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(OUT OF 10)

An acting powerhouse of mammoth proportions, Doubt is even better upon a second viewing. While Naomi Watts was my pick for Best Actress last year (for her incredible performance in Funny Games), Meryl Streep was the best of the Oscar-nominated actresses. She was robbed.

Streep is not alone in greatness. Philip Seymour Hoffman mesmerizes as the priest you're not quite sure about, and Amy Adams shows that she's capable of much more than sunshine and joviality. Viola Davis actually out-acts Streep in one devastating scene; she plays a mother who turns a blind eye to an aspect of her child's welfare. I love this movie, and I believe that Streep's final scene is one for the ages.

SPECIAL FEATURES: A commentary from writer/ director John Patrick Shanley, as well as featurettes on the score, the adaptation of the play and the cast.

Slumdog Millionaire





(OUT OF 10)

Is this the most overrated movie ... ever? No; I'd say Out of Africa and Legends of the Fall are more overrated. However, this film's Oscar dominance was disappointing to me. It's good, but it's not that good.

Director Danny Boyle makes a nice-looking movie, no question, and he found an interesting cast. But the whole Who Wants to Be a Millionaire? angle just didn't thrill me. I couldn't get past the silliness of this film's premise: A contestant on the Indian version of Millionaire knows all the answers and gets tortured for it. It sounds like the plot of a bad Owen Wilson movie.

Also, I really don't care for scenes involving shit. I just don't like them. Didn't like the shit demon in Dogma, was not pleased with the shit scenes in the Jackass movies, and didn't care for the sight of a kid swimming through a toilet in this one. It's played for laughs, but I was close to gagging.

On the plus side, the love story is sweet; the unknown actors can actually act; I loved the Bollywood finale; and it looks incredibly good in Blu-Ray. I just didn't love the movie, and I don't think I ever will. I feel so alone.

SPECIAL FEATURES: Lots of features, including a Boyle commentary, loads of deleted scenes and an in-depth look at the toilet scene. You also get a digital copy. You know, I haven't done anything with these digital-copy things yet. Are they popular? Are folks out there using them? Are they good drink coasters?

Frost/Nixon (Blu-Ray)





(OUT OF 10)

While I didn't think this deserved its Best Picture nomination, it's a better film than Slumdog Millionaire. Ron Howard has made better movies for which he and the film were both left out. I still can't believe Apollo 13 was snubbed. What the hell was that about?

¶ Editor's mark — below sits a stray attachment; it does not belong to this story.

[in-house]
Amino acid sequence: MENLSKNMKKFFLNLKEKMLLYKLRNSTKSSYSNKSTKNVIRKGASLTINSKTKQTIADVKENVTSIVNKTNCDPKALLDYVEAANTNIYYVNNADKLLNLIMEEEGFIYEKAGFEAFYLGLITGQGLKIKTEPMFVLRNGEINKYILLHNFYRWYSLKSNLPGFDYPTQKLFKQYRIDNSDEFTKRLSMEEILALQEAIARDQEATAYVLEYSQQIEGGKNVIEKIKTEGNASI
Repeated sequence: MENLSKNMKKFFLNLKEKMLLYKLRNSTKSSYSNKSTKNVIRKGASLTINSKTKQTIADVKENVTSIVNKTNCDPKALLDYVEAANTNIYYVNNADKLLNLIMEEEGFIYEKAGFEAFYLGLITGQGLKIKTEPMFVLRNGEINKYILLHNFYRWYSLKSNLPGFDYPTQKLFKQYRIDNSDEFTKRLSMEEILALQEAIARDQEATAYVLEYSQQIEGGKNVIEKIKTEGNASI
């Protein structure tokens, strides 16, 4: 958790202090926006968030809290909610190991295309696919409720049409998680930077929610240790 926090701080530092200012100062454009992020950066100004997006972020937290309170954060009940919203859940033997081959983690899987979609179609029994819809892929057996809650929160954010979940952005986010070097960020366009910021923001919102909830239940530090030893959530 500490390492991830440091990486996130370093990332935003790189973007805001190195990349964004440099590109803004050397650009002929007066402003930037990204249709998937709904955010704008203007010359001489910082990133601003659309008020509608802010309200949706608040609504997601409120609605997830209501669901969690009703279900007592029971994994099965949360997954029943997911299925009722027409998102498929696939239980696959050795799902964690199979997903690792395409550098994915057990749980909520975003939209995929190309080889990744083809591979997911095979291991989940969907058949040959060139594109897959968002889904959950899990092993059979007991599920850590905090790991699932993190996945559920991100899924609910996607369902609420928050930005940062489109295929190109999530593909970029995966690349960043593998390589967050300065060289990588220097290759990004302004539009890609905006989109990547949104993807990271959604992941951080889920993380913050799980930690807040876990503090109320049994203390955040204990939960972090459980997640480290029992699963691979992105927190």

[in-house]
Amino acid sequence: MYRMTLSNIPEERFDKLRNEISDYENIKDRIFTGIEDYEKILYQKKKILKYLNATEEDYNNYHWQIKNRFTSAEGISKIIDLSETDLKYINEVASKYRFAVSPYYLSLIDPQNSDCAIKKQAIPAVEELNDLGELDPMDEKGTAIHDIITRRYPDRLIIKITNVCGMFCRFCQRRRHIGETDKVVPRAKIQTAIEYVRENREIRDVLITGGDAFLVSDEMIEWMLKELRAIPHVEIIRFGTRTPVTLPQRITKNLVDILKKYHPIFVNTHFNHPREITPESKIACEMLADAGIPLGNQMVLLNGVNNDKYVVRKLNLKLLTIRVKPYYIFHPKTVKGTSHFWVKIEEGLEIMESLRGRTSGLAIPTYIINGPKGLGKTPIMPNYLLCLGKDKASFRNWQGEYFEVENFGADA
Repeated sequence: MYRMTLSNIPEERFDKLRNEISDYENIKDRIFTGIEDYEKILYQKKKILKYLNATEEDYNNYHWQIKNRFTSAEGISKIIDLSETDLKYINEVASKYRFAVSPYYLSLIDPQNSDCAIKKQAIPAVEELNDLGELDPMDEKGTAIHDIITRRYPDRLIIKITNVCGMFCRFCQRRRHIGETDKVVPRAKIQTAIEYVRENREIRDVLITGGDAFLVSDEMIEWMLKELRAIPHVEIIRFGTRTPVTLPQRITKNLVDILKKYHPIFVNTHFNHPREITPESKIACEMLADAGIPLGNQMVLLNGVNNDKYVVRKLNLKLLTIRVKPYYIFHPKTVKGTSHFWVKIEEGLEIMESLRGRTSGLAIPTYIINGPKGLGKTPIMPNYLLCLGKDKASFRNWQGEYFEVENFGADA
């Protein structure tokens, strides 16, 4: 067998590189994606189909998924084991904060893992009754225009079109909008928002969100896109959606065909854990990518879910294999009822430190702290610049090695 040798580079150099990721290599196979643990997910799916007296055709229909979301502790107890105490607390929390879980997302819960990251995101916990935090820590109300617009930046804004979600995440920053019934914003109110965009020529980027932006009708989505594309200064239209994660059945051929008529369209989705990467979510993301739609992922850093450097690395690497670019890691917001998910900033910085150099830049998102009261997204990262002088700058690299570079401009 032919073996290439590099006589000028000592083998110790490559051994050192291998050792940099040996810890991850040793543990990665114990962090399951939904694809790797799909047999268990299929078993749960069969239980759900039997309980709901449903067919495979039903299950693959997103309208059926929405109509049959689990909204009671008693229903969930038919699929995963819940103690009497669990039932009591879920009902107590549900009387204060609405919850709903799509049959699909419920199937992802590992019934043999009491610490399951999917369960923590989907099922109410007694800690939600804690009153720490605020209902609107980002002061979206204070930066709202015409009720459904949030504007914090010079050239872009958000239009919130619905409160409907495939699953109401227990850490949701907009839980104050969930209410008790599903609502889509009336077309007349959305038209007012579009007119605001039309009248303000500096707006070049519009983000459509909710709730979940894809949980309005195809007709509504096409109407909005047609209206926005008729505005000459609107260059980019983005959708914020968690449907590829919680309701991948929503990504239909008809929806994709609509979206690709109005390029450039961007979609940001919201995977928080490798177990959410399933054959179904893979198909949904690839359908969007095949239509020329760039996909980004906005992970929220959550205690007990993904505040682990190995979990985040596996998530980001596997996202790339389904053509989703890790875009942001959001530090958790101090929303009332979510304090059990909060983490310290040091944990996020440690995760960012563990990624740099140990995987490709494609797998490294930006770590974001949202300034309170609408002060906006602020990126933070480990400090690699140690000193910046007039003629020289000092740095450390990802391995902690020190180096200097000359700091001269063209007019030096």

OK, I've gotten off track.

Frank Langella makes a rather convincing Richard Nixon in this dramatization of the events surrounding the legendary televised interview that David Frost (Michael Sheen) pulled off with the disgraced president. I was surprised to see how indifferent the networks were to Frost's plans. The guy had to basically go syndicated, because networks wouldn't back him.

Langella and Sheen's re-enactment of the event is dead-on. That said, it's just as absorbing to watch actual footage of the interview, because that sucker was TV dynamite.

SPECIAL FEATURES: Regarding the real interview: The Blu-Ray contains comparisons of the actual footage with the film. It's pretty amazing. You also get a feature commentary with the very likable Ron Howard, making-of docs, cool Nixon-archive stuff and deleted scenes. A great package.

The Wrestler





(OUT OF 10)

A lot of Oscar contenders this week! This marked a terrific second phase in the return of Mickey Rourke. He was decent enough in Sin City, but his performance in The Wrestler was one of last year's best. Rourke plays a beaten-up wrestler who has given his life and body to the ring at the expense of his health, his family and his friendships.

Director Darren Aronofsky had a hard time getting this one off the ground, mainly because the notorious Rourke was attached. He wound up shooting it on a very low budget, and it has a raw feel, as opposed to his more stylistic films like The Fountain. Hooray for the casting of Marisa Tomei as a stripper.

SPECIAL FEATURES: Holy crap! You get an interesting look at Aronofsky's style when he walks into a scene and physically messes with Rourke during a take. It's a prime example of an actor and director understanding that they will go to extremes to get what they want, and you can see that moment during a behind-the-scenes featurette that is well worth your time. You also get a Bruce Springsteen video.

More by Bob Grimm

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